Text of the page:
WHAT TO SEE
The Village Within the City
Just inside the city limits at the south-western edge of Tallinn is an area that couldn't be any farther removed from the bustle and glass high rises of the metropolis. Nõmme, a quiet, forested, district filled with 1920s- and 30s-era houses, has the feel of a small country town. It boasts its own historic centre complete with a farmers' market, cafés and pubs, and it even has its own castle of sorts, not to mention a number of other attractions.
If Nõmme feels like a village that's completely detached from the rest of the city, there's good reason – before being absorbed into Tallinn in 1940, it was just that. The area owes its existence to the Baltic-German landowner, Nikolai von Glehn (1841 - 1923), who not only succeeded in turning his Tsarist-era estate into a real town, but also earned a reputation for being somewhat eccentric. He was, after all, practically giving away land and the castle-shaped manor house he had built flew in the face of convention.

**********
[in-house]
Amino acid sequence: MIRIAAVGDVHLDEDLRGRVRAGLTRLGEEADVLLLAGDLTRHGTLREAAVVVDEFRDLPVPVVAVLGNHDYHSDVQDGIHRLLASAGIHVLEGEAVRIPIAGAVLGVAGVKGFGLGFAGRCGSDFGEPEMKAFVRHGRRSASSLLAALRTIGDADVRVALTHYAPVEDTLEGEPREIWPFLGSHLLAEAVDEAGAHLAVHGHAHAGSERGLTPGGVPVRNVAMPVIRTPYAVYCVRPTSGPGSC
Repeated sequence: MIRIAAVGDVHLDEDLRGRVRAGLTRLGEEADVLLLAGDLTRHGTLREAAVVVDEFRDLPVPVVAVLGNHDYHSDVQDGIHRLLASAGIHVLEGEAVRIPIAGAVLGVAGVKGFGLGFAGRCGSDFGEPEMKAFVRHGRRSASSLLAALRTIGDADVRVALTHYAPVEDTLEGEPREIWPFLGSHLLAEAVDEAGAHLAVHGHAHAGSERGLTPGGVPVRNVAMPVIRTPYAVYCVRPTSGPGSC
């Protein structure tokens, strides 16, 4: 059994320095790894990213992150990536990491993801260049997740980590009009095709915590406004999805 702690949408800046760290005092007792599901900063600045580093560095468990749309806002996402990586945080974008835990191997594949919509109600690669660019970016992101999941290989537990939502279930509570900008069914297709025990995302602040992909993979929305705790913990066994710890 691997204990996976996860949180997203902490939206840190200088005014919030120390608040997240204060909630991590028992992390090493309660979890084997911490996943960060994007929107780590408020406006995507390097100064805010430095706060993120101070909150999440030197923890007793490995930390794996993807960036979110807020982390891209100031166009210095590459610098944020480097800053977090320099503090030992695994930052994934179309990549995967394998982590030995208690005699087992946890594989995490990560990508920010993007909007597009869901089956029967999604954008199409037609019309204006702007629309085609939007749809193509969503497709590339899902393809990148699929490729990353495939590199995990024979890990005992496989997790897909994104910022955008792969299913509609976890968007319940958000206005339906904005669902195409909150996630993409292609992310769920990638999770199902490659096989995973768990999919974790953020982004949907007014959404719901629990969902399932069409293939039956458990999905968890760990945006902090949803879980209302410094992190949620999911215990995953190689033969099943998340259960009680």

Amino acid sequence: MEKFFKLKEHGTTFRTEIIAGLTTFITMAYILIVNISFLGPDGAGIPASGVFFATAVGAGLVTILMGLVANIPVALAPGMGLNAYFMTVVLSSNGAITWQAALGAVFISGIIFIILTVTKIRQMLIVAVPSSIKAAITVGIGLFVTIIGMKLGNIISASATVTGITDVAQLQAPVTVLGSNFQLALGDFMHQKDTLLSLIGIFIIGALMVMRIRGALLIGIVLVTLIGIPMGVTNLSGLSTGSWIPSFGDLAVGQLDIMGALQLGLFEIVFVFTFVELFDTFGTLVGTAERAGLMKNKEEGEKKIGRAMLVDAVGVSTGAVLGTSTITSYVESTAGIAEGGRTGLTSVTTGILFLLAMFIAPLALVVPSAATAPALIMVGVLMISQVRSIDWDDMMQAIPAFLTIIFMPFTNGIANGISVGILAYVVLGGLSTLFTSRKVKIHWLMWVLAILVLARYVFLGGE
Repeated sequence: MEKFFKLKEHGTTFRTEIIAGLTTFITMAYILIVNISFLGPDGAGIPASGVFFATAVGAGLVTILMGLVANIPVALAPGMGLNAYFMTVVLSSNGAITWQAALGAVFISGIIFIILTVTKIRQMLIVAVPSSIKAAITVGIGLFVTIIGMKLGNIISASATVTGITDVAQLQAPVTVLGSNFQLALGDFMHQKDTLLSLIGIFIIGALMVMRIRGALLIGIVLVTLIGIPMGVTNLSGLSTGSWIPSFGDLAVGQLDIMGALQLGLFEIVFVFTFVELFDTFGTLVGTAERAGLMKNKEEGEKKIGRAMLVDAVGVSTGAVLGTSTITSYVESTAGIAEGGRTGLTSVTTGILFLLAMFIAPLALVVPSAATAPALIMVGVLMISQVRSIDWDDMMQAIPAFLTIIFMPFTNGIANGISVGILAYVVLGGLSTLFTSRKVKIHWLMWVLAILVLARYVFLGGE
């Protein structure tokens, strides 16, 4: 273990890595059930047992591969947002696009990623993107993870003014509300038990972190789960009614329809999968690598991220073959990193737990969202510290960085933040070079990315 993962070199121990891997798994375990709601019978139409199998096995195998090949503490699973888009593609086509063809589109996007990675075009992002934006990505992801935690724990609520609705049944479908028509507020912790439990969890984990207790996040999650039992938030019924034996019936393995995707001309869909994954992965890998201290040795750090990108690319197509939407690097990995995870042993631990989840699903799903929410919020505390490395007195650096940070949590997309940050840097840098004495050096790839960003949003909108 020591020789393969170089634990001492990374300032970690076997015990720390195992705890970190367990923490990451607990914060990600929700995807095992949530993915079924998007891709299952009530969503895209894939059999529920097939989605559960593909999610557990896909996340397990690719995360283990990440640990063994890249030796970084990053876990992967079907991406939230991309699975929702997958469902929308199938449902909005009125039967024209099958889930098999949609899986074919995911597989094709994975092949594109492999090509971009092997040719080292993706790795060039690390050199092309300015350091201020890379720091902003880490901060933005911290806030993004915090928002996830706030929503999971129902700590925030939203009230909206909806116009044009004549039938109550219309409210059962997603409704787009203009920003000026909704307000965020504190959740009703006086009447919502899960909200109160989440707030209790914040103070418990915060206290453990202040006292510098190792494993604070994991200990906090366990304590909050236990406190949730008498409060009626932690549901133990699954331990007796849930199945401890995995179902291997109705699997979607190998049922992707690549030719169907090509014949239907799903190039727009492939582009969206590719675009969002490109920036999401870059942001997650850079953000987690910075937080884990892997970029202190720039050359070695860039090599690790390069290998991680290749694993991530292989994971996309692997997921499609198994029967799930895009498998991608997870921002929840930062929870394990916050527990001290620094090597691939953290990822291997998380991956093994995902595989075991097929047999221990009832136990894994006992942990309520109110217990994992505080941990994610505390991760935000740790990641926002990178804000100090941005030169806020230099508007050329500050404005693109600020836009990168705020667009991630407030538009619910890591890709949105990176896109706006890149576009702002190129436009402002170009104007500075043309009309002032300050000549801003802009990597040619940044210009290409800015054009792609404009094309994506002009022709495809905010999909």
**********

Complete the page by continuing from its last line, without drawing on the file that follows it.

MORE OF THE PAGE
The frequently running bus no. 36 from down town takes about 25 minutes to reach the Nõmme stop in the area's centre. Alternatively take a train to Nõmme railway station in the heart of the suburb from Balti Jaam station in central Tallinn.